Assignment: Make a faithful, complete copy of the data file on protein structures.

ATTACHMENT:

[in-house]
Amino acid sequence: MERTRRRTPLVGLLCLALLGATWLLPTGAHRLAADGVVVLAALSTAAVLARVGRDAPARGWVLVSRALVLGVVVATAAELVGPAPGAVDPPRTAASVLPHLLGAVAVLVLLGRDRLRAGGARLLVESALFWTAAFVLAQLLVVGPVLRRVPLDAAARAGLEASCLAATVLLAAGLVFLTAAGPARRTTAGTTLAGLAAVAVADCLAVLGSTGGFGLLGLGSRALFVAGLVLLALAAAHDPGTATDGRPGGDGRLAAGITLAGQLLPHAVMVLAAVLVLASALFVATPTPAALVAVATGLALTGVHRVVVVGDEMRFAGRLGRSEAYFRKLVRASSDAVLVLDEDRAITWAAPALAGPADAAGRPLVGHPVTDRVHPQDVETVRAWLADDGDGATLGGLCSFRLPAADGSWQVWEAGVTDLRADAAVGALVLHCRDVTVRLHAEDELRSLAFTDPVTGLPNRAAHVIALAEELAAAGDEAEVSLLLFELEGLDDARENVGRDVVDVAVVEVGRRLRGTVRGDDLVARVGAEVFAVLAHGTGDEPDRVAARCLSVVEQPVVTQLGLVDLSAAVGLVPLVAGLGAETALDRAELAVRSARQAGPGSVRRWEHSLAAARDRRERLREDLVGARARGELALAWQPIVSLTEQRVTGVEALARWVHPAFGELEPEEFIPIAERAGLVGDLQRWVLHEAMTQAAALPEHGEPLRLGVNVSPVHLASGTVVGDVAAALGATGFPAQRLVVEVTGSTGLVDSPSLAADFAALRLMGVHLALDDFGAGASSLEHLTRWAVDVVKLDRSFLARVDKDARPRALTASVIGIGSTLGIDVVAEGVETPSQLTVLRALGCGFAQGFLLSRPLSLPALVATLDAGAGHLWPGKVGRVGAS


[in-house]
Amino acid sequence: MERTRRRTPLVGLLCLALLGATWLLPTGAHRLAADGVVVLAALSTAAVLARVGRDAPARGWVLVSRALVLGVVVATAAELVGPAPGAVDPPRTAASVLPHLLGAVAVLVLLGRDRLRAGGARLLVESALFWTAAFVLAQLLVVGPVLRRVPLDAAARAGLEASCLAATVLLAAGLVFLTAAGPARRTTAGTTLAGLAAVAVADCLAVLGSTGGFGLLGLGSRALFVAGLVLLALAAAHDPGTATDGRPGGDGRLAAGITLAGQLLPHAVMVLAAVLVLASALFVATPTPAALVAVATGLALTGVHRVVVVGDEMRFAGRLGRSEAYFRKLVRASSDAVLVLDEDRAITWAAPALAGPADAAGRPLVGHPVTDRVHPQDVETVRAWLADDGDGATLGGLCSFRLPAADGSWQVWEAGVTDLRADAAVGALVLHCRDVTVRLHAEDELRSLAFTDPVTGLPNRAAHVIALAEELAAAGDEAEVSLLLFELEGLDDARENVGRDVVDVAVVEVGRRLRGTVRGDDLVARVGAEVFAVLAHGTGDEPDRVAARCLSVVEQPVVTQLGLVDLSAAVGLVPLVAGLGAETALDRAELAVRSARQAGPGSVRRWEHSLAAARDRRERLREDLVGARARGELALAWQPIVSLTEQRVTGVEALARWVHPAFGELEPEEFIPIAERAGLVGDLQRWVLHEAMTQAAALPEHGEPLRLGVNVSPVHLASGTVVGDVAAALGATGFPAQRLVVEVTGSTGLVDSPSLAADFAALRLMGVHLALDDFGAGASSLEHLTRWAVDVVKLDRSFLARVDKDARPRALTASVIGIGSTLGIDVVAEGVETPSQLTVLRALGCGFAQGFLLSRPLSLPALVATLDAGAGHLWPGKVGRVGAS